The role of Eda signalling in salivary gland development

K. Wells, D. Headon, A. Tucker

Research output: Contribution to journalMeeting abstractpeer-review


Hypohidrotic ectodermal dysplasia (HED) is a disorder characterized by defective ectodermal organ development. This includes the salivary glands (SG), which have an important role in lubricating the oral cavity. In humans and mice, HED is caused by mutations in EDA pathway genes, the most common form of HED being caused by defects in the ligand EDA. The mouse mutant Tabby ( Ta ) lacks Eda and is an excellent model for the study of human HED. It has been shown that aspects of the Ta HED phenotype can be rescued by maternal injection or in vitro culture supplementation with recombinant EDA, with the rescue being dependent on concentration and developmental timing of EDA administration. This work aims to characterize the embryonic Ta SG phenotype and attempt rescue of the glands by EDA supplementation in vitro , with a focus on establishing the timing and concentration of EDA required to achieve rescue. We show that Ta submandibular glands (SMGs) are hypoplastic with reduced epithelial branching at E15. However Ta SMGs appear normal at E13.5. Furthermore, minor SGs in the Ta adult are reduced in number. Supplementation of E13.5 Ta SMGs in vitro with 0.5 æg/mL EDA partially rescues the branching phenotype, but rescue was not achieved with lower concentrations of EDA or with E15.5 and E17.5 SMGs. This work suggests that the SGs of HED patients could be rescued with EDA treatment, but that EDA would have to be administered early in development at a defined concentration for SG rescue to be successful.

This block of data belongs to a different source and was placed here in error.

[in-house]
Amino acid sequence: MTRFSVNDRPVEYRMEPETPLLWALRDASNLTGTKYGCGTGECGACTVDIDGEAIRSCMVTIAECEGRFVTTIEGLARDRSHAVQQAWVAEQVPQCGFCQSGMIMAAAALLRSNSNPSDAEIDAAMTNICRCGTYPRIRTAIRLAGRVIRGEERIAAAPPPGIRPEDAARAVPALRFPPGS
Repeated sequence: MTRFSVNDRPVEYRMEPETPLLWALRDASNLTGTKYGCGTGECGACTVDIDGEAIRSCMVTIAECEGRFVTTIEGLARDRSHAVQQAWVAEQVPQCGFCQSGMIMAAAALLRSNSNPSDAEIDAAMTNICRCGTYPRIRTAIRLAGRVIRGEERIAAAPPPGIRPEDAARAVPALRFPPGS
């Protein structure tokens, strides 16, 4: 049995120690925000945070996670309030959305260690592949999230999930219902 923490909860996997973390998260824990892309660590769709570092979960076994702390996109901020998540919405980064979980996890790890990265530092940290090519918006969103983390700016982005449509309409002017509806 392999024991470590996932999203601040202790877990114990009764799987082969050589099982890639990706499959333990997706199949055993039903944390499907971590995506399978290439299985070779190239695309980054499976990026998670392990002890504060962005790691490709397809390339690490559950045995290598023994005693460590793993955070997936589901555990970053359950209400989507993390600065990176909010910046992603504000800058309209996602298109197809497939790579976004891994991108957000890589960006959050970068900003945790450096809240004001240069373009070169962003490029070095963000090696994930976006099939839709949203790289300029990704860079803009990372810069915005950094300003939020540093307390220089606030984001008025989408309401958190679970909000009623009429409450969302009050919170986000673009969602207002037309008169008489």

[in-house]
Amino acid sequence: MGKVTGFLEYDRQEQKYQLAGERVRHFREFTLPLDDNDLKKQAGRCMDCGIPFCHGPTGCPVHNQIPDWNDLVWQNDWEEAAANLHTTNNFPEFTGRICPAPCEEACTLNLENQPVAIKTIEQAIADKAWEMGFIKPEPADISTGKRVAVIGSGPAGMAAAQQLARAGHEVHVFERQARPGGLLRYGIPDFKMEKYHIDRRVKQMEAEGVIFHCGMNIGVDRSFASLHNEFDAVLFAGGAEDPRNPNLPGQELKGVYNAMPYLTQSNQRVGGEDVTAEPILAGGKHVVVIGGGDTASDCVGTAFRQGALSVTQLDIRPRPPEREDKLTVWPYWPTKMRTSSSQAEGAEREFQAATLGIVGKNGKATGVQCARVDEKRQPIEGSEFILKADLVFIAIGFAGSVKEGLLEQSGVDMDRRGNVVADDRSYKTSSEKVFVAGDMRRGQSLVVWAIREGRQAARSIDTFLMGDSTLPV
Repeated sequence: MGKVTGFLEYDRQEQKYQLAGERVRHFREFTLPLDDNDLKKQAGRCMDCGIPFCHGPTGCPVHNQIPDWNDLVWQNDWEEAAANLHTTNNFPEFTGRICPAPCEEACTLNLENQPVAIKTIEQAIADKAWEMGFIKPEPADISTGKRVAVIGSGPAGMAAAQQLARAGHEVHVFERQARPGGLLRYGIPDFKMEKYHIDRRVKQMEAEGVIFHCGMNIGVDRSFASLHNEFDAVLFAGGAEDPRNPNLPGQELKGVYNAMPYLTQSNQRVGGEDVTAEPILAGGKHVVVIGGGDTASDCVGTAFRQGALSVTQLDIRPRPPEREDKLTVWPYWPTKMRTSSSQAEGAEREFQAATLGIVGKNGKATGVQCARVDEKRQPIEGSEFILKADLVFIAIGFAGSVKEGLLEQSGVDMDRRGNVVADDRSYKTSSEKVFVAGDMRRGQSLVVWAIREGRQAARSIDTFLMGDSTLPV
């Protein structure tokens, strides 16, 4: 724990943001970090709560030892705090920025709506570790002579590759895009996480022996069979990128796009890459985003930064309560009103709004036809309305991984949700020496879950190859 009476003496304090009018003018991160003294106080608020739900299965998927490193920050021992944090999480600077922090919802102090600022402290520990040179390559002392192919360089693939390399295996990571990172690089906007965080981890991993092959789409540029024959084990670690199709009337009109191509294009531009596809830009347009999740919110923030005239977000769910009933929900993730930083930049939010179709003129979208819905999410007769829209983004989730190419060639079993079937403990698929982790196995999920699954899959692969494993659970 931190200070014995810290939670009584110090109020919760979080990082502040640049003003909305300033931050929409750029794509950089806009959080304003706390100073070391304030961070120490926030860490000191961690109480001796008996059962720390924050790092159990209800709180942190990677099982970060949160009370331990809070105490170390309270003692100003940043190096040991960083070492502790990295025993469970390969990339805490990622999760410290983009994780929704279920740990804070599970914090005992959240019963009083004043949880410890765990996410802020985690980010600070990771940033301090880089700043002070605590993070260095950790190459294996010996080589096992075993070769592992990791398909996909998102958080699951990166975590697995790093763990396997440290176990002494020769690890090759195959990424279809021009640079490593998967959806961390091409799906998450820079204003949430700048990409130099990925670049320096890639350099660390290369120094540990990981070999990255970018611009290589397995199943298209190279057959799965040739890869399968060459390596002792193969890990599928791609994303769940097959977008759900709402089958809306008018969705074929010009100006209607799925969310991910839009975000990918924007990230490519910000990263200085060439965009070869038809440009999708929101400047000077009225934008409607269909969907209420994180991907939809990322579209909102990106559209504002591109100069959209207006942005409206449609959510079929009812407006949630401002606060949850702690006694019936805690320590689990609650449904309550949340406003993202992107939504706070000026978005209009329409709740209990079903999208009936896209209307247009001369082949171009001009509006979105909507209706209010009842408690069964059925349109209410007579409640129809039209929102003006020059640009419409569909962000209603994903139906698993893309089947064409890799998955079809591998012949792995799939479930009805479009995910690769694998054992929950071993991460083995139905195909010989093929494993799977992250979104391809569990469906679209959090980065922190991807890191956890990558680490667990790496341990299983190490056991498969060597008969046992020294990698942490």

Original languageUndefined/Unknown
Pages (from-to)S131-S132, abstract 06-P040
JournalMechanisms of Development
Issue numberSupplement 1
Publication statusPublished - 2009
Event16th International Society of Developmental Biologists Congress 2009 - Edinburgh, United Kingdom
Duration: 6 Sep 200910 Sep 2009

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